(WJLA) - Kenneth Doyle entered a place where darkness dwells, so that he could take another step in his journey from soldier to survivor.
"On our way up here I was going crazy with nerves," he said. "It's gotten a lot better because when I first woke in the hospital almost two years ago, I wasn't able to do anything for myself."
The 25-year-old Army specialist lost an arm and nearly his life to an explosion in Afghanistan in 2012. Doyle now has the confidence to leave his Montgomery County home after working for months with his new service dog, "Trooper."
"Trooper is pretty much my new right arm," he said.
Doyle and the companion he now relies on walked deep into the heart of the Maryland Correctional Institution in Hagerstown to see a prisoner Doyle had never met, but had to thank.
Inmate Kent Brewer raised Trooper from the time he was a puppy through a groundbreaking program, where inmates train service dogs for wounded veterans like Ken Doyle.
"I'm very self-conscious about going outside, but whenever I take Trooper everybody is automatically drawn to Trooper instead of staring at my arm," said Doyle.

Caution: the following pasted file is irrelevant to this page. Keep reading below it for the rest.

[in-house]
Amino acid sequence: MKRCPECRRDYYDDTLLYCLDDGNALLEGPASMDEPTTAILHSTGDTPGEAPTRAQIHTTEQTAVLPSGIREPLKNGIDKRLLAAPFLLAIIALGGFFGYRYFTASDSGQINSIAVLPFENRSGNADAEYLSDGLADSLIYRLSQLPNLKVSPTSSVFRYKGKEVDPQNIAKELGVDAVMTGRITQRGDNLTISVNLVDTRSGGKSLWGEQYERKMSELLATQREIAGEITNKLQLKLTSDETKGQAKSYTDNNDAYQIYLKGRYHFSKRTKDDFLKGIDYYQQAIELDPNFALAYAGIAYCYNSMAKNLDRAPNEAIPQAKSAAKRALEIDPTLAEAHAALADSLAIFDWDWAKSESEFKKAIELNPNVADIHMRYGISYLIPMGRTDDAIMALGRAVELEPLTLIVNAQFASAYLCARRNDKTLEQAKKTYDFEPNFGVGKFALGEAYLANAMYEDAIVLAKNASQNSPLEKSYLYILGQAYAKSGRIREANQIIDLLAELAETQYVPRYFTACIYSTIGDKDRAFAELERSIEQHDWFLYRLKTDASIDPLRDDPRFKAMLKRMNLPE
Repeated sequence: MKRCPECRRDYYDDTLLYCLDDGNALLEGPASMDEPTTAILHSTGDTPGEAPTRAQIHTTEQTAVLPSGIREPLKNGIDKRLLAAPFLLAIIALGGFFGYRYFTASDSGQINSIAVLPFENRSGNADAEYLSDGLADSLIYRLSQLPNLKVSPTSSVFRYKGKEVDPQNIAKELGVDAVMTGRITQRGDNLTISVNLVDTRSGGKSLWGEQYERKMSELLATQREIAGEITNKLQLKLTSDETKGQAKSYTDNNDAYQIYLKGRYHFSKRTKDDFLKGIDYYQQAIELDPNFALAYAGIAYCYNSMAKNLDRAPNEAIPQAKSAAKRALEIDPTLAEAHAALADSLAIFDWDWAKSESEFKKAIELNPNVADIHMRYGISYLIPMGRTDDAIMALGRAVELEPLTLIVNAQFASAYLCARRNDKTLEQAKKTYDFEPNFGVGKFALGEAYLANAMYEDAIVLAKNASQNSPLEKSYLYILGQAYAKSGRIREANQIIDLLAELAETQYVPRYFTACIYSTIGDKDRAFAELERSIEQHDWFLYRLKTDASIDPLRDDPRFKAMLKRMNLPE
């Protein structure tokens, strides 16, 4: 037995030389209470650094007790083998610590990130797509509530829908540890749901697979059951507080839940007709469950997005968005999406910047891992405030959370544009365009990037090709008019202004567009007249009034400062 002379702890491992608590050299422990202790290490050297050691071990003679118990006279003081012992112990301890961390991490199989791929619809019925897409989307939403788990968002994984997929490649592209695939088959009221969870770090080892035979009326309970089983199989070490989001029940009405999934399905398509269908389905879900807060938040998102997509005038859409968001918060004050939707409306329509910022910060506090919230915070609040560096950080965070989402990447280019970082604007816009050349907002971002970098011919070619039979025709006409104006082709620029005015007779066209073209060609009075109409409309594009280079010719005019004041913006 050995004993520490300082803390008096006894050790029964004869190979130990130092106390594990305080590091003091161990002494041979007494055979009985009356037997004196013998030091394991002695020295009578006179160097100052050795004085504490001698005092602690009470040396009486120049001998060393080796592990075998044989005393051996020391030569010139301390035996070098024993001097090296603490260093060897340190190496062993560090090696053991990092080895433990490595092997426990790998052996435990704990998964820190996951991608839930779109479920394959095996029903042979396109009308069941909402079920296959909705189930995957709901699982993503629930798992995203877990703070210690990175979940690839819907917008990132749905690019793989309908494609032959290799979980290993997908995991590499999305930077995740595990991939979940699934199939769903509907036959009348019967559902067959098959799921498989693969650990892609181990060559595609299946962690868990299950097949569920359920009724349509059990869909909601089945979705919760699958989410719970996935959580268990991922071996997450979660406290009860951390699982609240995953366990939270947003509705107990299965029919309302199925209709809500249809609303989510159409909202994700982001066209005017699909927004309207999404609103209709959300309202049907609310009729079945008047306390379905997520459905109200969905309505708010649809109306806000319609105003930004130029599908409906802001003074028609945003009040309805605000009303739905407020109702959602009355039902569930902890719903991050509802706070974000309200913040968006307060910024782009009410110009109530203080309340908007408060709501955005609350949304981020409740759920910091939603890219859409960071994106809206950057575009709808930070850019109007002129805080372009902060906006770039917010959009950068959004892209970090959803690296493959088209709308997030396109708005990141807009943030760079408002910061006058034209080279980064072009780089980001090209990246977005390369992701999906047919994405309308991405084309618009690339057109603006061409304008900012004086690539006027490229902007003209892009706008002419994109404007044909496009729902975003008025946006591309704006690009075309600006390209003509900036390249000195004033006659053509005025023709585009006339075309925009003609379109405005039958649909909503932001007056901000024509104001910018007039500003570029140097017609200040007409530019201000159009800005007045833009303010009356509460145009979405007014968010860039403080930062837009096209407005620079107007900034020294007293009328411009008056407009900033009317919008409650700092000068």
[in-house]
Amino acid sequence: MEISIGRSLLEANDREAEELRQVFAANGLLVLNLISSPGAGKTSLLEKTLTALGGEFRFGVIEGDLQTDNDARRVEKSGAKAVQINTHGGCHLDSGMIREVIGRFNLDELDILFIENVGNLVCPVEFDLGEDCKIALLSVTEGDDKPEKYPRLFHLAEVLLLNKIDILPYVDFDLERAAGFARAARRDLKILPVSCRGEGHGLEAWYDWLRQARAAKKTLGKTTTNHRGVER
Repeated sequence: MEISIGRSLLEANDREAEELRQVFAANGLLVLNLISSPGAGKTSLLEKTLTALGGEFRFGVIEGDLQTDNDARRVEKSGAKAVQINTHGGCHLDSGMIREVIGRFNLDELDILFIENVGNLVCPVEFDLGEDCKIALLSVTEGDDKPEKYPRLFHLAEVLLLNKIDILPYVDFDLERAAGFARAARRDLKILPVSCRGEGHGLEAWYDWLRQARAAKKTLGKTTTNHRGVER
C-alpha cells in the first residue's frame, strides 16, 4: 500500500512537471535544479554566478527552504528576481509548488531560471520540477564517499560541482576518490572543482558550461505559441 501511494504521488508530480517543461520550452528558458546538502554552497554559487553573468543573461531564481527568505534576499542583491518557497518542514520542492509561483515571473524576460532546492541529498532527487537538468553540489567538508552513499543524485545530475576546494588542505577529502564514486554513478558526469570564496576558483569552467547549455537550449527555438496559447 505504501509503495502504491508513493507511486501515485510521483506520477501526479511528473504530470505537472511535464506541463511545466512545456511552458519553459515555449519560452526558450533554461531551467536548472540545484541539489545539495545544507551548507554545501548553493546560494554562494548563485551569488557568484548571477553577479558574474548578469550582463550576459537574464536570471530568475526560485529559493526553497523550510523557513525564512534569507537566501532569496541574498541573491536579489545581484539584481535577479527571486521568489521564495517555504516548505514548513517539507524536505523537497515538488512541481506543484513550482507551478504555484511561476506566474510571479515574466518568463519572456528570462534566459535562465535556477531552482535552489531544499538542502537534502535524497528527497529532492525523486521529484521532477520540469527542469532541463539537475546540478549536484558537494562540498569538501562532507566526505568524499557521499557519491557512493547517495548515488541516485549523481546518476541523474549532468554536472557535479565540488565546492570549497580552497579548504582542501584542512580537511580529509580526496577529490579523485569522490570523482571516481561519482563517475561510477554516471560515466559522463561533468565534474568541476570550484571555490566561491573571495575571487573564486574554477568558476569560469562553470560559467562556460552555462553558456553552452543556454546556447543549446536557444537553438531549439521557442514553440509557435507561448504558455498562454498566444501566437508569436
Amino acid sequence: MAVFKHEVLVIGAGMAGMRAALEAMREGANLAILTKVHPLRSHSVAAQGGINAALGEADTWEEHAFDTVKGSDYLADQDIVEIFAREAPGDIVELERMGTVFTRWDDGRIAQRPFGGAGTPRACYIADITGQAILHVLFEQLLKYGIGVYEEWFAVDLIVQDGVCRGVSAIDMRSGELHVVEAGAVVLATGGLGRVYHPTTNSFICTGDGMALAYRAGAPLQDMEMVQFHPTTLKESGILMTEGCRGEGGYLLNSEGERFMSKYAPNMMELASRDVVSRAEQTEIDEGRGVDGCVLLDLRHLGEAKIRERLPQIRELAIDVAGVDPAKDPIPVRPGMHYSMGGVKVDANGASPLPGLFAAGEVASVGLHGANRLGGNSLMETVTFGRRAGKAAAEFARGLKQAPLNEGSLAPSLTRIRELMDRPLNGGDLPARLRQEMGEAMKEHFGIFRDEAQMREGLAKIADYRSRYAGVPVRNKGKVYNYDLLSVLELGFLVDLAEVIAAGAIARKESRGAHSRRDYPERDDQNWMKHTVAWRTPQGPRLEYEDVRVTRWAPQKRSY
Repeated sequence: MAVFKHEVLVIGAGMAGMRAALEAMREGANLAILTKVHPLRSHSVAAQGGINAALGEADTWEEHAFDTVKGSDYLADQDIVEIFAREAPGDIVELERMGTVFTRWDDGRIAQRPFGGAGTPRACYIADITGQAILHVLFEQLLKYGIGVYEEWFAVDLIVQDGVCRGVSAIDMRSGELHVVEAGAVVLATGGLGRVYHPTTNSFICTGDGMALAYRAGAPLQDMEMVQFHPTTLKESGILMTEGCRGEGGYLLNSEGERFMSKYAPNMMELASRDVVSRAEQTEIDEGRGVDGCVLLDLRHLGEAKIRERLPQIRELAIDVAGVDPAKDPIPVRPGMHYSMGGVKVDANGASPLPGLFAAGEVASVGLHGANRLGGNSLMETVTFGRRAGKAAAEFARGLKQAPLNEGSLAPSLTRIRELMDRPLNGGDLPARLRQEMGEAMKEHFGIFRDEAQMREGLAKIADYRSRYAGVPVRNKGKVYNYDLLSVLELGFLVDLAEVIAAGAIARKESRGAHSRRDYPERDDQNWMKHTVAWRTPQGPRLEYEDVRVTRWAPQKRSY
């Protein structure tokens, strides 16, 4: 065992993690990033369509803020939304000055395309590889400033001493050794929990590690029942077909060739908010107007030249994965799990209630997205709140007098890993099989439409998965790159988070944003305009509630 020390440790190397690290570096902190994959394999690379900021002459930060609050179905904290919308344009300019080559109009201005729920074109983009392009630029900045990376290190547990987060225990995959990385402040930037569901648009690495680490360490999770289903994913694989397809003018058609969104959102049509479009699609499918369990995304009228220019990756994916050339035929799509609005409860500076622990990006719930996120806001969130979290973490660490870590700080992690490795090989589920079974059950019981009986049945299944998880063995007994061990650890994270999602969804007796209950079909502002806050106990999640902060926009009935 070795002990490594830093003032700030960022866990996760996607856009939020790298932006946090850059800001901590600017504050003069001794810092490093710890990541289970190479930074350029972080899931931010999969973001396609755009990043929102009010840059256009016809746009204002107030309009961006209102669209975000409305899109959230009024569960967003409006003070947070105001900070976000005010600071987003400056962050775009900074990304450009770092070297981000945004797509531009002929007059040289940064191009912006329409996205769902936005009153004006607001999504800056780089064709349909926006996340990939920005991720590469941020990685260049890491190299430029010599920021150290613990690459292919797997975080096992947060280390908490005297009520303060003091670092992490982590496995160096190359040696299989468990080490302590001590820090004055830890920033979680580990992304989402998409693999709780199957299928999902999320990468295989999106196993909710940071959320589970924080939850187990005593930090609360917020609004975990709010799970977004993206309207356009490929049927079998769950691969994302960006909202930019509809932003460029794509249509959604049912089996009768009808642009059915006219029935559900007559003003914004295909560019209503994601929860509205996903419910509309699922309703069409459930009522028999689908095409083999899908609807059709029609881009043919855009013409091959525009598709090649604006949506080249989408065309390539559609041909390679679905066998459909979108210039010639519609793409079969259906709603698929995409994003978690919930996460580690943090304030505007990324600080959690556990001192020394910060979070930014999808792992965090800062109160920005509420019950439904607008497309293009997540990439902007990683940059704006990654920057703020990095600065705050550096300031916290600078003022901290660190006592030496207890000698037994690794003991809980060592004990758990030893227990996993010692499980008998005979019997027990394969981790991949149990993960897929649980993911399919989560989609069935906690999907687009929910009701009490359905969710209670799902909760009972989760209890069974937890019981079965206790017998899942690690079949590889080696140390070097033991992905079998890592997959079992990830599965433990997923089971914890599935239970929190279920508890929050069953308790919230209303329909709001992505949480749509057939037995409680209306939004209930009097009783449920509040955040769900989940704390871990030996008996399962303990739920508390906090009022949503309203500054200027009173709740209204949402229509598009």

There is room for redemption, even in a place surrounded by razor wire.
"When you take someone's life, you don't think about the consequences thereafter," said Brewer, who murdered a man and then hid here in self-imposed isolation for nearly 20 years. But a black Labrador broke through the wall of a convicted killer:
"Trooper let me love him. And he gave me love. It was just a wonderful experience."
While he misses his old friend, he knows Trooper is exactly where he should be, helping free a fellow veteran.
Prison leaders say the program is lowering violence and improving morale. Inmates Kent Brewer and Terry Dorsey, who have thrived since working in the service dog training program, hope to be out of prison within several years.
Meanwhile, veteran Ken Doyle hopes to eventually open a doggie daycare center.